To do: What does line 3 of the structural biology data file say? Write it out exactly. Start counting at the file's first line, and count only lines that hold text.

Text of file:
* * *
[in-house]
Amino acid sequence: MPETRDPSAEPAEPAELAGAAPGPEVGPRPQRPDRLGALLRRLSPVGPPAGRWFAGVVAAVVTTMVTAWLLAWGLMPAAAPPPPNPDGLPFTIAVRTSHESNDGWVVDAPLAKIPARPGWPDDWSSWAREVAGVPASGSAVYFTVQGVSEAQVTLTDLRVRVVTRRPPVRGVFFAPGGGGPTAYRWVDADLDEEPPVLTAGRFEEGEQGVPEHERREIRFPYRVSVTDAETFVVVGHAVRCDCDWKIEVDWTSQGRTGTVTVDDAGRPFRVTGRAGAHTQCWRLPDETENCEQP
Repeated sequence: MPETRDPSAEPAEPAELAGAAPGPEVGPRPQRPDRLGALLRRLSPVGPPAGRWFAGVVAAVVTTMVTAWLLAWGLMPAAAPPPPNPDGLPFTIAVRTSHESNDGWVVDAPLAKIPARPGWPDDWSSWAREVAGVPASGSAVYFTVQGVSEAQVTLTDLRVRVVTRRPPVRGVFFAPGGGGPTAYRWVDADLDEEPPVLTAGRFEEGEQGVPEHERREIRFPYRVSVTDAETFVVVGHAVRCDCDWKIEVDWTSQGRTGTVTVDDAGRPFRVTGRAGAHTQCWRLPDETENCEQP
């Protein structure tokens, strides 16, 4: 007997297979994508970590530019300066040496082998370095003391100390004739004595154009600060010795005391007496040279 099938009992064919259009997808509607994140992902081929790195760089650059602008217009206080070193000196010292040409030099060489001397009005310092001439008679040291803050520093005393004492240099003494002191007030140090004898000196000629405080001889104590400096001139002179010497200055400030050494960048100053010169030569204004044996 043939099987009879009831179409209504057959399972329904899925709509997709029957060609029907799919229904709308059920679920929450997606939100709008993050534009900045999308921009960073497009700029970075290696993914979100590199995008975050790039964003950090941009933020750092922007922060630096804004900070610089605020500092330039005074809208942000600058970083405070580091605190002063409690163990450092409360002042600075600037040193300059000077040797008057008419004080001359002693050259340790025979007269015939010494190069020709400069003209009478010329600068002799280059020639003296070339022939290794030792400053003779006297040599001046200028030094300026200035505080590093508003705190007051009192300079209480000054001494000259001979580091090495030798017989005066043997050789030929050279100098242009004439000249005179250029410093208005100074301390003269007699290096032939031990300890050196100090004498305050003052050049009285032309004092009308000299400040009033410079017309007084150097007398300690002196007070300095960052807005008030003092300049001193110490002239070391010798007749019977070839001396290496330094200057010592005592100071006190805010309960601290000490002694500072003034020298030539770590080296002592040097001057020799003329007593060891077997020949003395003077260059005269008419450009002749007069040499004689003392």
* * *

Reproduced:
Repeated sequence: MPETRDPSAEPAEPAELAGAAPGPEVGPRPQRPDRLGALLRRLSPVGPPAGRWFAGVVAAVVTTMVTAWLLAWGLMPAAAPPPPNPDGLPFTIAVRTSHESNDGWVVDAPLAKIPARPGWPDDWSSWAREVAGVPASGSAVYFTVQGVSEAQVTLTDLRVRVVTRRPPVRGVFFAPGGGGPTAYRWVDADLDEEPPVLTAGRFEEGEQGVPEHERREIRFPYRVSVTDAETFVVVGHAVRCDCDWKIEVDWTSQGRTGTVTVDDAGRPFRVTGRAGAHTQCWRLPDETENCEQP